1 M. Julien's ' Hiouen Thsang,' i. 207, 208. See Map No. IX. 2 Ibid., iii. 170.


[p. 303]: Audumbara, which Professor Lassen gives as the name of the people of Kachh. They are the Odomboerae of Pliny 1 , but there is no trace of this name at the present day.

The province is described as being 5000 li, or 833 miles, in circuit, which is much too great, unless the whole of the Nagar Parkar district to the north of the Ran was included, which is most probable, as this tract has always been considered as a part of Kachh, and still attached to it. Taking its northern boundary as stretching from Umarkot to the neighbourhood of Mount Abu, the whole length of frontier will be upwards of 700 miles. The capital, named Kie-tsi-shi-fa-lo, was 30 li, or 5 miles, in circuit. This name is rendered as Khajiswara by M. Julien, and as Kachchheswara by Professor Lassen. But as the Chinese syllable tse represents the cerebral , I think that tsi must have the same value ; and I would therefore read the whole as Kotiswara, which is the name of a celebrated place of pilgrimage on the western shore of Kachh. That this is the place actually intended is rendered certain by the pilgrim's description of its position, which is said to be on the western frontier of the country close to the river Indus, and to the great ocean. 2 This is a most exact description of the position of the holy Kotesar, which is situated on the western frontier of Kachh, on the bank of the Kori branch of the Indus, and close to the great Indian Ocean. This identification is further supported by the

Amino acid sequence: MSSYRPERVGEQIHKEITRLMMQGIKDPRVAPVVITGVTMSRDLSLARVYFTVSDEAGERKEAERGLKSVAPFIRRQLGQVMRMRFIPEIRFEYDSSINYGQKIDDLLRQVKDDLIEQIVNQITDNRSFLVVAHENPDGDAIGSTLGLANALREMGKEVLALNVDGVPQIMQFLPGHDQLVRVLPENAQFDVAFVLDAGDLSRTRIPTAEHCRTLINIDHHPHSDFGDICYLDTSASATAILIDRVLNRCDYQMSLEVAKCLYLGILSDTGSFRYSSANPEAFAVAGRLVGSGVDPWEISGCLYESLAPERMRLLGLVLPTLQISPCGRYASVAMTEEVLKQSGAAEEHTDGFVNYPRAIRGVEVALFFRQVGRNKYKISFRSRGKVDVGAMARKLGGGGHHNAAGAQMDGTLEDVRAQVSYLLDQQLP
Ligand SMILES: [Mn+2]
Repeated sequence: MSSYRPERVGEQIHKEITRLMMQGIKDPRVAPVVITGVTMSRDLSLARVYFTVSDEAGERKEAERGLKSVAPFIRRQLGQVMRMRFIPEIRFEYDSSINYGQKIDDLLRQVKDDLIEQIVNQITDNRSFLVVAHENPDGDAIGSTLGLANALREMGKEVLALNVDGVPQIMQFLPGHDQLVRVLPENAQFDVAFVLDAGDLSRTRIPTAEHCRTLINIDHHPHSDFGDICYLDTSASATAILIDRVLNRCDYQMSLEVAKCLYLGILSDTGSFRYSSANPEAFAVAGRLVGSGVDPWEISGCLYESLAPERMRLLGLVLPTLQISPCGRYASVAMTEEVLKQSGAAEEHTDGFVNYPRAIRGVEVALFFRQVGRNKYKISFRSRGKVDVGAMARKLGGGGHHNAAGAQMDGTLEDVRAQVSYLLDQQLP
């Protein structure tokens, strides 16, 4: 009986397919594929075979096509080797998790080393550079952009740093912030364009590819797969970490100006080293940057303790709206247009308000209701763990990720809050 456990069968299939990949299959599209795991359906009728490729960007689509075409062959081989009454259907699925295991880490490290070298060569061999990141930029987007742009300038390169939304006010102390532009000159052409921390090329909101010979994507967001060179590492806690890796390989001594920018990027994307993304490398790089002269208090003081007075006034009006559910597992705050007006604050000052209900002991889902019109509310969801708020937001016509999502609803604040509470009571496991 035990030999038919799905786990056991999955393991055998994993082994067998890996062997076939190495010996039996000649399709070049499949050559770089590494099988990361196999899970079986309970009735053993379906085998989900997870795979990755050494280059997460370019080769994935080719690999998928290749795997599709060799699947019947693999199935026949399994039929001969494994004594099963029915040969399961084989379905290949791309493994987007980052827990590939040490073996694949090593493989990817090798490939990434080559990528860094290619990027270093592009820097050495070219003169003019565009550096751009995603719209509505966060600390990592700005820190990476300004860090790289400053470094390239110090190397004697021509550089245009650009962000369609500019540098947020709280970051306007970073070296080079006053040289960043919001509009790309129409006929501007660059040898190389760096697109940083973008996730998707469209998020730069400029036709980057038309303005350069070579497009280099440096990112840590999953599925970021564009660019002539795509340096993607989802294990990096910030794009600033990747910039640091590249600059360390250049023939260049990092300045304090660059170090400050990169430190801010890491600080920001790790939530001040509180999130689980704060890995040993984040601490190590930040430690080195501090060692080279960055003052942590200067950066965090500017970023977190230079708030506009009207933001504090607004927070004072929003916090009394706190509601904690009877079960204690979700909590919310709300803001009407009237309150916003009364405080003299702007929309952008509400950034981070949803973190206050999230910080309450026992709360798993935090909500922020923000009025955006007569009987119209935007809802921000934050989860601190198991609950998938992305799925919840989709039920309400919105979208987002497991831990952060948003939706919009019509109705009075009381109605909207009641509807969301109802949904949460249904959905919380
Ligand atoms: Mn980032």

1 Hist. Nat., vi. 23.

2 M. Julien's ' Hiouen Thsang,' iii. 175 : ....


[p.304]: statement that in the middle of the city there was a famous temple of Siva. The name of the place is derived from Koti+iswara, or the " ten million Iswaras," and refers to the small limgam stones that are found there in great numbers. Iswara is the well known name of Siva, and the lingam is his symbol.

M. Vivien de St. Martin has identified this capital with Karachi ; but the distance from Alor is not more than 1300 li, or 217 miles, while only the initial syllable of the name corresponds with the Chinese transcript. The country is described by Hwen Thsang as low and wet, and the soil impregnated with salt. This is an exact description of the low-lands of Kachh which means a "morass" (Kachchha) , and of the salt desert, or Ran (in Sanskrit Irina), which forms about one-half of the province. But it is quite inaccurate if applied to the dry sandy soil of Karachi. There is also a large swamp extending for many miles, immediately to the south of Kotesar.

In Skanda Purana

Skanda Purana writes that Continuing with the tale of Indradyumna, sage Jaimini told all the sages--' Next morning, Indradyumna and his entourage crossed Mahanadi on boats and reached Ekamrachhetra where they worshipped lord Purushottam. After that they worshipped on their onwards journey and reached Kotishwar Mahalaya where they worshipped lord Tribhuneshwar with appropriate rituals.[10]

References